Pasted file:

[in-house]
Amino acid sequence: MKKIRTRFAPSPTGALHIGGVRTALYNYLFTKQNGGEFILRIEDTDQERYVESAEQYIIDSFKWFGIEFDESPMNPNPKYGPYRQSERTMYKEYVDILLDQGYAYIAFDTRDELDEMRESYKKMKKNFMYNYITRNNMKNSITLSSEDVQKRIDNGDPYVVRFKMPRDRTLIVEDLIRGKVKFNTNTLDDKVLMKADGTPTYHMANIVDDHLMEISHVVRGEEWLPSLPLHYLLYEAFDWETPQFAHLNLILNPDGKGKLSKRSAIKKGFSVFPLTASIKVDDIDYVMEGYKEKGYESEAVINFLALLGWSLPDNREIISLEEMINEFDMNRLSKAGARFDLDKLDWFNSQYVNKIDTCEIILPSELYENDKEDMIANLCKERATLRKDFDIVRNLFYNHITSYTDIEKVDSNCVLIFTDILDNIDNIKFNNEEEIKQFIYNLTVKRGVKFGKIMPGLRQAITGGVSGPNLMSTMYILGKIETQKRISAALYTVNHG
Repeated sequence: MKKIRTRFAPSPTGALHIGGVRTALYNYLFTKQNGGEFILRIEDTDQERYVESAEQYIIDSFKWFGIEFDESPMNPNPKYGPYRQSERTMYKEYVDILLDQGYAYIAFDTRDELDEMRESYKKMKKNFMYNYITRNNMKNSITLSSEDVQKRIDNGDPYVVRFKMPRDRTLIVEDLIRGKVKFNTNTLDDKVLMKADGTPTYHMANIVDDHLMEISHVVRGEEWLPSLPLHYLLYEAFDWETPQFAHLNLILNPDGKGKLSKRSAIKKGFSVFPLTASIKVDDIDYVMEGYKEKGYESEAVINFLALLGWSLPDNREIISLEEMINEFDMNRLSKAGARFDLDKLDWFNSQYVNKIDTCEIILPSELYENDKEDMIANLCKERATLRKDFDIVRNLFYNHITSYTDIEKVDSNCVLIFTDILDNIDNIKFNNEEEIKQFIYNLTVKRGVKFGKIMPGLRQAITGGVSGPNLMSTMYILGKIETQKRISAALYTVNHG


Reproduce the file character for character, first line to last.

[in-house]
Amino acid sequence: MKKIRTRFAPSPTGALHIGGVRTALYNYLFTKQNGGEFILRIEDTDQERYVESAEQYIIDSFKWFGIEFDESPMNPNPKYGPYRQSERTMYKEYVDILLDQGYAYIAFDTRDELDEMRESYKKMKKNFMYNYITRNNMKNSITLSSEDVQKRIDNGDPYVVRFKMPRDRTLIVEDLIRGKVKFNTNTLDDKVLMKADGTPTYHMANIVDDHLMEISHVVRGEEWLPSLPLHYLLYEAFDWETPQFAHLNLILNPDGKGKLSKRSAIKKGFSVFPLTASIKVDDIDYVMEGYKEKGYESEAVINFLALLGWSLPDNREIISLEEMINEFDMNRLSKAGARFDLDKLDWFNSQYVNKIDTCEIILPSELYENDKEDMIANLCKERATLRKDFDIVRNLFYNHITSYTDIEKVDSNCVLIFTDILDNIDNIKFNNEEEIKQFIYNLTVKRGVKFGKIMPGLRQAITGGVSGPNLMSTMYILGKIETQKRISAALYTVNHG
Repeated sequence: MKKIRTRFAPSPTGALHIGGVRTALYNYLFTKQNGGEFILRIEDTDQERYVESAEQYIIDSFKWFGIEFDESPMNPNPKYGPYRQSERTMYKEYVDILLDQGYAYIAFDTRDELDEMRESYKKMKKNFMYNYITRNNMKNSITLSSEDVQKRIDNGDPYVVRFKMPRDRTLIVEDLIRGKVKFNTNTLDDKVLMKADGTPTYHMANIVDDHLMEISHVVRGEEWLPSLPLHYLLYEAFDWETPQFAHLNLILNPDGKGKLSKRSAIKKGFSVFPLTASIKVDDIDYVMEGYKEKGYESEAVINFLALLGWSLPDNREIISLEEMINEFDMNRLSKAGARFDLDKLDWFNSQYVNKIDTCEIILPSELYENDKEDMIANLCKERATLRKDFDIVRNLFYNHITSYTDIEKVDSNCVLIFTDILDNIDNIKFNNEEEIKQFIYNLTVKRGVKFGKIMPGLRQAITGGVSGPNLMSTMYILGKIETQKRISAALYTVNHG